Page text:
- make sure something stays in place
- giving a task a hundred percent
- to focus
- determination to finish a task
- to settle
- trying hard
- She knew if she didn’t buckle down, the tasks wouldn’t get done.
- He had a test first thing in the morning, so he buckled down for an all-nighter.
- It’s unlikely they will buckle down since they are incredibly flighty.
- When she decides to buckle down, no one can break her concentration.
- After several hours the toddler finally buckled down and went to sleep.
- If we are going to complete this task, it’s necessary to knuckle down.
- If a storm is on the horizon, we need to buckle down the sails.
- Without buckling down, nothing will be accomplished.
- I don’t think he will buckle down since he wants to go outside and play.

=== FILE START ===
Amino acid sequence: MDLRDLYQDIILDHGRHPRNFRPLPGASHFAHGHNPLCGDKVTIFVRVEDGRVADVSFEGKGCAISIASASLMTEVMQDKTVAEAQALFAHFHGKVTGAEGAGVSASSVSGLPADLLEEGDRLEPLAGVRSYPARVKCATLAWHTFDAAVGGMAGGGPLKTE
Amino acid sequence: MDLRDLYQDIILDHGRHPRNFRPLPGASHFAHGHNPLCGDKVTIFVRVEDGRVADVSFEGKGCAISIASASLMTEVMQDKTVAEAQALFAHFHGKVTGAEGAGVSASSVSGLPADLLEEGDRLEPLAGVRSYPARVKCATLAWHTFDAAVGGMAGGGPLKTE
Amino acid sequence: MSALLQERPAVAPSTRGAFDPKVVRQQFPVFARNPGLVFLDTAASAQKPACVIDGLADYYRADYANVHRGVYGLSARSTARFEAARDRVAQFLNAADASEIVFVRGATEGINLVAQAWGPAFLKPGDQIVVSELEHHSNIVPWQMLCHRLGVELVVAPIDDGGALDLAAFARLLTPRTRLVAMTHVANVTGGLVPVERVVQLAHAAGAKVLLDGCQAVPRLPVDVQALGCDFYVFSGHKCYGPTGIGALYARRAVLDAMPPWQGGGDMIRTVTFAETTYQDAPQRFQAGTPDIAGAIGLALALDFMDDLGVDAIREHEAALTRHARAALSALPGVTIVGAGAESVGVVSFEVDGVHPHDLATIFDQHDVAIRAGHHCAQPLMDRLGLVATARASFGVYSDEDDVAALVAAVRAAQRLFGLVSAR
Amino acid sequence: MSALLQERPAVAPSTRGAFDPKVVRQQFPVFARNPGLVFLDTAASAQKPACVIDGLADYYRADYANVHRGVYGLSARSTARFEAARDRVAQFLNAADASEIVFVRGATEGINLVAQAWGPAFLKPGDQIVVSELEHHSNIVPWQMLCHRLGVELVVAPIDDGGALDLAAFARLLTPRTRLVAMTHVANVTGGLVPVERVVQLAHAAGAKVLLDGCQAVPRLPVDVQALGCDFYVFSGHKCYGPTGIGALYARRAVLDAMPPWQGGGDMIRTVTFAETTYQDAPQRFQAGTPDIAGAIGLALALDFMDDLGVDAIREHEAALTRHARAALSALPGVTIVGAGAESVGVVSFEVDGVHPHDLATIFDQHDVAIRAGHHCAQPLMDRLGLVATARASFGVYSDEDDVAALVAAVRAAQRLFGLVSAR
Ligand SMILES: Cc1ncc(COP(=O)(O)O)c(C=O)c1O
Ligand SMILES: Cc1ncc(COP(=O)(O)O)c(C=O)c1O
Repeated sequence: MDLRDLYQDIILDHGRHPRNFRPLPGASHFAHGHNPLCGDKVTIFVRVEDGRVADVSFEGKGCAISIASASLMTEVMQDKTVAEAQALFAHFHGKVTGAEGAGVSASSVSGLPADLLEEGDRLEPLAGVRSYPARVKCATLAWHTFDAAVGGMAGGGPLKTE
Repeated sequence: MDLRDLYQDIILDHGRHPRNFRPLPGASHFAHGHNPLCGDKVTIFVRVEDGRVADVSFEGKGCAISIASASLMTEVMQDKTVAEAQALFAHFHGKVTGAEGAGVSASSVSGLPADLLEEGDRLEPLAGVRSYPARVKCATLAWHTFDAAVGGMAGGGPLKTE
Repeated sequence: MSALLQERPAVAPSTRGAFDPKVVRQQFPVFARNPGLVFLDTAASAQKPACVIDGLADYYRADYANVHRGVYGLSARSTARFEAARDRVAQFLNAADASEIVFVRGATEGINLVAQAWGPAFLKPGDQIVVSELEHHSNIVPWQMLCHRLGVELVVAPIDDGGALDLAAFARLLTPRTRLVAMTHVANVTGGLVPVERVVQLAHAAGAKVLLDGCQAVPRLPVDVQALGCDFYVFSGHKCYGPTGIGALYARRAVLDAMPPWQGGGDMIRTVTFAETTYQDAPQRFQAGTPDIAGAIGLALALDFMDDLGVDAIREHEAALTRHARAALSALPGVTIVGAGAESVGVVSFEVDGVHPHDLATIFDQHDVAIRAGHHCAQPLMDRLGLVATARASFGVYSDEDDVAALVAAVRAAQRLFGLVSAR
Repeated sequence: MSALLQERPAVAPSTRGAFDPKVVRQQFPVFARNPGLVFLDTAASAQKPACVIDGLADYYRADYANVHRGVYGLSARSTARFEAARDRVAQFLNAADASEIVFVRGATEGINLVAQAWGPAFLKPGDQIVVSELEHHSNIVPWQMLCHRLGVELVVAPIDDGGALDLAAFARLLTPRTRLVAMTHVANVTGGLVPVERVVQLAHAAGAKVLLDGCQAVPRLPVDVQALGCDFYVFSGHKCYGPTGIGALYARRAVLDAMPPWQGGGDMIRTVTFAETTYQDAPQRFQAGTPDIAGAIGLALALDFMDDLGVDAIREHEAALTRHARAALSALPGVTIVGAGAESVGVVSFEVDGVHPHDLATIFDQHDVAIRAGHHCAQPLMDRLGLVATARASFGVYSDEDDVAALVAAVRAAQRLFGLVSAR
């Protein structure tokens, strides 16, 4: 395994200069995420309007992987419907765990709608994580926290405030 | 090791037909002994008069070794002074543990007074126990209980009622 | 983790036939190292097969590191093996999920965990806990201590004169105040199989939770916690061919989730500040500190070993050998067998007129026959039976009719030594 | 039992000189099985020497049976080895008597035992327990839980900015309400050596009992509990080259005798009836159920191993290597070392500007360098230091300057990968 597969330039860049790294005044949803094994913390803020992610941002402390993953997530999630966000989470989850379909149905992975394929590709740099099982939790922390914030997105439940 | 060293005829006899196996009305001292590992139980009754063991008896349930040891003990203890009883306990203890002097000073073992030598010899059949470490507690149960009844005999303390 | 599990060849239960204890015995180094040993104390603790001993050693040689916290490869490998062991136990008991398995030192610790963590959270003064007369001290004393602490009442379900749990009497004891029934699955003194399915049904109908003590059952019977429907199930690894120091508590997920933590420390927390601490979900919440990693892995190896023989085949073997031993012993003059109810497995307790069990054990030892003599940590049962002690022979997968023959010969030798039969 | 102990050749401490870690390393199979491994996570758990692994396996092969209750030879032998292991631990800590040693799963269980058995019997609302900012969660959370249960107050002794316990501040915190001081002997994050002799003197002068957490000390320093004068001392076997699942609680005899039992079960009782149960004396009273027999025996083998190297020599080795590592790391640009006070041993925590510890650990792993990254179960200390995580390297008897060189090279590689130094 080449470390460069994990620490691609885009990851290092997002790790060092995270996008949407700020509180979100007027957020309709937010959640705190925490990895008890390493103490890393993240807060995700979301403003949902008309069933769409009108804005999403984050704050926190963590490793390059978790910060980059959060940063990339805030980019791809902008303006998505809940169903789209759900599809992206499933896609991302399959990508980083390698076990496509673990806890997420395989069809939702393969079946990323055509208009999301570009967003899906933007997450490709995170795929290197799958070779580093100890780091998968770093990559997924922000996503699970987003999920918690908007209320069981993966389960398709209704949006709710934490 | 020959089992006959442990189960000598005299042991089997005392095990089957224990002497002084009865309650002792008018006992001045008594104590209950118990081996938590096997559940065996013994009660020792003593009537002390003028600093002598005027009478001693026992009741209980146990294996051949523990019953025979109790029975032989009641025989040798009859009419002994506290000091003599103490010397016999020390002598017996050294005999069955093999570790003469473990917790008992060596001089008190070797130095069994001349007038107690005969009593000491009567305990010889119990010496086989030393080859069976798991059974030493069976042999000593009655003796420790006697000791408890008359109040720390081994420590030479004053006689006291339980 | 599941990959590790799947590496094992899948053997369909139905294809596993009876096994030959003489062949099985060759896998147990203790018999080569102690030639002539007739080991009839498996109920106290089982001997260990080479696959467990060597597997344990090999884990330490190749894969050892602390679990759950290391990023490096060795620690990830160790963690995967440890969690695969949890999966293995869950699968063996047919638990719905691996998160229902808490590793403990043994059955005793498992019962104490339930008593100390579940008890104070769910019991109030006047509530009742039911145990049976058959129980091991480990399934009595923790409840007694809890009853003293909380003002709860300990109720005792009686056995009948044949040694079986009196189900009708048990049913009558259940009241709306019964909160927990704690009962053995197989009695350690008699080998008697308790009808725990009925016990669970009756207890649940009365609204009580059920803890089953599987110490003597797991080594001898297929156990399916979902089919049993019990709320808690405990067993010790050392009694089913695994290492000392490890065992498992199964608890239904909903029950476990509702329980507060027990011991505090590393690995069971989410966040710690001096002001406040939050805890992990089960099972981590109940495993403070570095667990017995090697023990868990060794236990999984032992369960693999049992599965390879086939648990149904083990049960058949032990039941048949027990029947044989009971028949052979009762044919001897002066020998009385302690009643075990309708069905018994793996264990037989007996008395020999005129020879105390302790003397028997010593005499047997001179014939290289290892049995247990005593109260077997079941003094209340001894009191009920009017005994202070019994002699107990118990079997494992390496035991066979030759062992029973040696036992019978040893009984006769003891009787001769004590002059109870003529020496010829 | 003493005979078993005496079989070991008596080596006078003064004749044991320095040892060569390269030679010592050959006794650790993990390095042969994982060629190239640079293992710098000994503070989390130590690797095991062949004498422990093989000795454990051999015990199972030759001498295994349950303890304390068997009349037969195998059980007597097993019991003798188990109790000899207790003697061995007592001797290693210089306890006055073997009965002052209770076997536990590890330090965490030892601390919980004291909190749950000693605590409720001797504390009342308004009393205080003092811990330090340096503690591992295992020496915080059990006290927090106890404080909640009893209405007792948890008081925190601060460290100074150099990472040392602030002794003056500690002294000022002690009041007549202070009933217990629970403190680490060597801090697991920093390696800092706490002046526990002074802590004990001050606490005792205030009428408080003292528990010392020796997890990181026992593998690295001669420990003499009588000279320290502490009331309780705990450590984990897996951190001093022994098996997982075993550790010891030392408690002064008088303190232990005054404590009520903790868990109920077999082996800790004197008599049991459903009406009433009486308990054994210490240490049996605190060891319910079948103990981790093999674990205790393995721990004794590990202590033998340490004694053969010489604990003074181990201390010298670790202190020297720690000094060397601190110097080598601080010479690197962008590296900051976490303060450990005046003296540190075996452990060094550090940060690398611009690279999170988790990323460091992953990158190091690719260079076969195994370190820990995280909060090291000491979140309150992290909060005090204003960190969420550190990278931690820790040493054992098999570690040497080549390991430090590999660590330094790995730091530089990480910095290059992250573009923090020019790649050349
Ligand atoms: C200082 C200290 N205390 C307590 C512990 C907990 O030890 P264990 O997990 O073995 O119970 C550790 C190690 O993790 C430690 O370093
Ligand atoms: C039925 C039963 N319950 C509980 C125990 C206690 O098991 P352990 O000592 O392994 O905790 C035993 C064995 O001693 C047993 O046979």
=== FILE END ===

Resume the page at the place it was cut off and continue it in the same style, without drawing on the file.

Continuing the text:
- I asked him to buckle down and complete his homework, but he is still playing video games.
- When the teacher asked her students to buckle down, they just laughed and continued talking.
- The manager became frustrated during the meeting and asked his colleagues to buckle down.
An earlier version of this phrase is “buckle to” – used by British people during the sixteenth century. In The Law Is A Bottomless Pit, John Bull wrote, “Squire South buckled too, to assist his friend Nic.”
The idioms knuckle down and buckle down can be used for the same things. Knuckle down started in the 1860s when kids played marbles. They held a shooter marble in their first with the knuckles on the ground so he could flick the marble easily. Since a large portion of the game is about concentration, it’s easy to see the evolution of the idiom.
Some people believe the idiom buckle down started because it’s analogous to tightening your belt. In 1865, Atlantic Monthly first used the phrase buckle down in an article, “if he would only buckle down to serious study.”